So, it’s hard to really even answer that, because it’s not exactly about the calories that you burn inside the workout; it’s about the calories that you burn outside the workout as well. So, what these circuits do whenever you do them properly and whenever you do them intensely, they actually elevate your metabolism up to, say, twenty-four to thirty-six hours after exercising.

So, you’re actually burning fat in your sleep, all right? So, the very next thing that we do for our clients is we actually we have two different types of nutrition programs for our clients.

One is for people who love to eat frequently and one is for people who don’t have the time to eat frequently and this is actually, say, like, ninety percent of people. I mean, it’s hard to ask someone to eat five times a day when they have, like, a nine-to-five job, they have kids, they have all sorts of different commitments, and then you’re asking them to spend two or three hours and even more to prepare five meals of food, all right?

So, what we do is, you know, most of the time we get people on this thing called intermittent fasting, and it’s a little bit different. Now, intermittent fasting has been made popular by guys like Brad Pilon and also Lyle McDonald as well, but we do things in a little bit different ways.

Fasting, in general, is for people who wanna just take in no food whatsoever for a twenty-four-hour period. And, you know, just to let everybody know, we’ll get into a little bit more of the benefits of fasting as well just a little bit afterward.

But what I like to do is I like to do this called sixteen-eight intermittent fasting, and I would love to say that I actually came up with this concept on my own but I didn’t. This guy named Martin Berkhan, he is amazing, and he actually helped me kind of develop this approach toward eating.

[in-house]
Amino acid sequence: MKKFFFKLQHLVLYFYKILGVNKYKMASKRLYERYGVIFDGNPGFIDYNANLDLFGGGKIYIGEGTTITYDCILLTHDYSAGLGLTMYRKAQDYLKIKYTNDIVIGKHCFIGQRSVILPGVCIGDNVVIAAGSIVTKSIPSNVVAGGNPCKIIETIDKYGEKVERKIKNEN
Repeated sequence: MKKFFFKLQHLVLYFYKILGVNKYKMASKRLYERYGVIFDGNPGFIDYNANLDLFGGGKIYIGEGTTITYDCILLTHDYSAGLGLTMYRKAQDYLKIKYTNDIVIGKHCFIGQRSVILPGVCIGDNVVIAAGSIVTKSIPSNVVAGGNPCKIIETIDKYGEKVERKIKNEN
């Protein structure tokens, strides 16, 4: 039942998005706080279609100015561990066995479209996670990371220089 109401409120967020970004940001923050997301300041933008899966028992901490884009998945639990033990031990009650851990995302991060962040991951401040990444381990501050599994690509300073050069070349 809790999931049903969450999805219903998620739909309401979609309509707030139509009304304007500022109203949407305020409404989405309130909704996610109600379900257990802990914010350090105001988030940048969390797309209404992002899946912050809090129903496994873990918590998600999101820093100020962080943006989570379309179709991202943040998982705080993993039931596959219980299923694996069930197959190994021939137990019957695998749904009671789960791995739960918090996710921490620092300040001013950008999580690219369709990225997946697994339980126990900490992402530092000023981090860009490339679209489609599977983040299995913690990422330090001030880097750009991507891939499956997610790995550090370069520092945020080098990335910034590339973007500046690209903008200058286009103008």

So, what we do is we actually have a sixteen-hour fast from the time that we sleep to the time that we wake up. So, it would be, say—actually, it’s not the time that we sleep, but actually the time that we have our last meal to the time that we wake up the next day.

So, say that we have our last meal at eight; our next meal would be at 12 p.m. on the next day, and then we would have pretty much an eight-hour time window when we have our next meal. So, the next meal would be at 4 p.m., and the next meal would be at 8 p.m. Now, a lot of people are gonna be like, “Damn, I’m skipping breakfast. Is this gonna be okay for me?” And the whole thing I wanna kinda get through on this call is that, you know, the whole myth about eating five to six times a day is exactly that; it’s a myth.

And they’ve done a study in the New York Times which actually compared people who were eating the same amount of calories in, say, five to six meals a day and eating three meals a day, and they found no difference in weight loss whatsoever. So, a lot of times, this is more practical; eating three meals a day is actually more practical, and it actually helps all of my clients stay satiated as well, because anytime that you’re eating frequently, you tend to overeat, and you also tend to wanna eat more as well.

So, a lot of times what we do is when they eat the three meals a day, they actually are able to feel satiated, and they’re able to reduce their calories in a normal type of way as well. So, in terms of the—I’m sorry, what were you gonna say?

Yuri:  

No, I was just gonna, like, I agree with the breakfast thing because, you know, obviously, different people have different perspectives and different points of view, and there’s research to back either one, but I do believe that for a lot of people, eating more often during the day does not work; it’s just not feasible to have five or six meals a day. People have other things to do than eat, so it is good that you can put them on a program that works within their schedule, so that’s great.